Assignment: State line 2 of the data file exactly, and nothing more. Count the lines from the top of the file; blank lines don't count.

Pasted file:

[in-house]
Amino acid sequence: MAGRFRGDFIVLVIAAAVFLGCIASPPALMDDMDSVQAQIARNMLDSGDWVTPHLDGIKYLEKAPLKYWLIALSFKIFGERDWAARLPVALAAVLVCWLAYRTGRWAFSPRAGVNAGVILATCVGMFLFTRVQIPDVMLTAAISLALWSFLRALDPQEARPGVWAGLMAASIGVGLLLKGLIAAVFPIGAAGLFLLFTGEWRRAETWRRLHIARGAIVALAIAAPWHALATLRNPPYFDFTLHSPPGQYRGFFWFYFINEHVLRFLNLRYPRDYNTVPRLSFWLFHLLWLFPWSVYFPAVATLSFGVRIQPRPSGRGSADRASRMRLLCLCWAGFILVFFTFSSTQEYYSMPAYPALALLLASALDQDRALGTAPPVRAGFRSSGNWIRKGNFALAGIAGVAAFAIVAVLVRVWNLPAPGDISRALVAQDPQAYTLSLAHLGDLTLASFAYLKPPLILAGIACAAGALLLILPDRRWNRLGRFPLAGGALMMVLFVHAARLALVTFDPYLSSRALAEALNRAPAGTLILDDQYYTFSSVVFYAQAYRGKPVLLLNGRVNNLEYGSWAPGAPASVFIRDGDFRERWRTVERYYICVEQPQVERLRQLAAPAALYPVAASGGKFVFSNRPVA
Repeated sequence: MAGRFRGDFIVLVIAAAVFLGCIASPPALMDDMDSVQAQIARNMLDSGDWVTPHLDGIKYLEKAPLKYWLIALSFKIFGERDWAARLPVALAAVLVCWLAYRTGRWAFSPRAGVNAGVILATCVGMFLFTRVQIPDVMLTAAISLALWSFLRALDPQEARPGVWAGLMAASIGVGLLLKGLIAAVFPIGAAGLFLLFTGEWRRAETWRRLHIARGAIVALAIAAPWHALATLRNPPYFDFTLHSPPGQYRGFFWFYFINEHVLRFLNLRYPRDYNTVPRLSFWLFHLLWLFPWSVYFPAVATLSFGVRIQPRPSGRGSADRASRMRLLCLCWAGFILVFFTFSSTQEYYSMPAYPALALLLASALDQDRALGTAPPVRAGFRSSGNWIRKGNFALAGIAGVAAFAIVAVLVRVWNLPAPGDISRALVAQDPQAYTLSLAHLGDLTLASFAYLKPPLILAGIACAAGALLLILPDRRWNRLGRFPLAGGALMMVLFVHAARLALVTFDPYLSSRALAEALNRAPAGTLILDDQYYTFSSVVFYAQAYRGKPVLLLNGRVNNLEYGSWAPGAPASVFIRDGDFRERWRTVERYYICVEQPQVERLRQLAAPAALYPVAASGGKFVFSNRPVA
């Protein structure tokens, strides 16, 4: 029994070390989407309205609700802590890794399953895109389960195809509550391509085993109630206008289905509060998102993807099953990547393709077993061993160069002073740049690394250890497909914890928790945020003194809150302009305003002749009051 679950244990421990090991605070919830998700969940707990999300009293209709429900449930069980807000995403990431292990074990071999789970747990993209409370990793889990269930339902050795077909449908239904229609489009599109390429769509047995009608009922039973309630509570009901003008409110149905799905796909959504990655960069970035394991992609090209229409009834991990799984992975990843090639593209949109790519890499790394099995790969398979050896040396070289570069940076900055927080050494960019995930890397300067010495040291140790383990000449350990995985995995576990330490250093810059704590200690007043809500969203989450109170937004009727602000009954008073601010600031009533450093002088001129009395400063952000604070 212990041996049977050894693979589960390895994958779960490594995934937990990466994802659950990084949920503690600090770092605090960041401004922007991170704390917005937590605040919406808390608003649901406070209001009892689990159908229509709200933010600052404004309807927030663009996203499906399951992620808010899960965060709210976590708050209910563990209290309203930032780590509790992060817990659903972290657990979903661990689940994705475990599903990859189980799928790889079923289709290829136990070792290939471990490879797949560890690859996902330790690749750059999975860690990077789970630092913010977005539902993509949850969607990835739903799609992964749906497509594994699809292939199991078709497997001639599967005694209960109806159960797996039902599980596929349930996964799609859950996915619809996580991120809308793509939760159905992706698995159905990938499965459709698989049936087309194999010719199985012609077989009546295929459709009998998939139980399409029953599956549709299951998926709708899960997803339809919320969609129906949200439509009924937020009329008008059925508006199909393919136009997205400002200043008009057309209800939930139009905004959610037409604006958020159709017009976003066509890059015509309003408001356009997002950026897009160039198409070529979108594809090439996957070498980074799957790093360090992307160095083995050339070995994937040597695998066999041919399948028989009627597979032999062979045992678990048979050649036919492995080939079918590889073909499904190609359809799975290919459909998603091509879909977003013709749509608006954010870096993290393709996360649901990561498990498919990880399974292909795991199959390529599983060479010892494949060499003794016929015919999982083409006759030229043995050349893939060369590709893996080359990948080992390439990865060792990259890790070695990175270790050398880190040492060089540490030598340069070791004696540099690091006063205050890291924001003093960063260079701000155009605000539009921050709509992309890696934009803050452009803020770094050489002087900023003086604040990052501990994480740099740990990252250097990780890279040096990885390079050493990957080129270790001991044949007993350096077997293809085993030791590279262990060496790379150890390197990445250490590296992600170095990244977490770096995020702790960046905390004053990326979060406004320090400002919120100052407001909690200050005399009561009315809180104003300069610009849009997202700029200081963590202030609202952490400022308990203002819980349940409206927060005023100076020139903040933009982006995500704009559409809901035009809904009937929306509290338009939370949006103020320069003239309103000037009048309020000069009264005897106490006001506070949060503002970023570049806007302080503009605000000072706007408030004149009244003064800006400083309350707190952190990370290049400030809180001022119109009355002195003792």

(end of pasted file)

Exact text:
Amino acid sequence: MAGRFRGDFIVLVIAAAVFLGCIASPPALMDDMDSVQAQIARNMLDSGDWVTPHLDGIKYLEKAPLKYWLIALSFKIFGERDWAARLPVALAAVLVCWLAYRTGRWAFSPRAGVNAGVILATCVGMFLFTRVQIPDVMLTAAISLALWSFLRALDPQEARPGVWAGLMAASIGVGLLLKGLIAAVFPIGAAGLFLLFTGEWRRAETWRRLHIARGAIVALAIAAPWHALATLRNPPYFDFTLHSPPGQYRGFFWFYFINEHVLRFLNLRYPRDYNTVPRLSFWLFHLLWLFPWSVYFPAVATLSFGVRIQPRPSGRGSADRASRMRLLCLCWAGFILVFFTFSSTQEYYSMPAYPALALLLASALDQDRALGTAPPVRAGFRSSGNWIRKGNFALAGIAGVAAFAIVAVLVRVWNLPAPGDISRALVAQDPQAYTLSLAHLGDLTLASFAYLKPPLILAGIACAAGALLLILPDRRWNRLGRFPLAGGALMMVLFVHAARLALVTFDPYLSSRALAEALNRAPAGTLILDDQYYTFSSVVFYAQAYRGKPVLLLNGRVNNLEYGSWAPGAPASVFIRDGDFRERWRTVERYYICVEQPQVERLRQLAAPAALYPVAASGGKFVFSNRPVA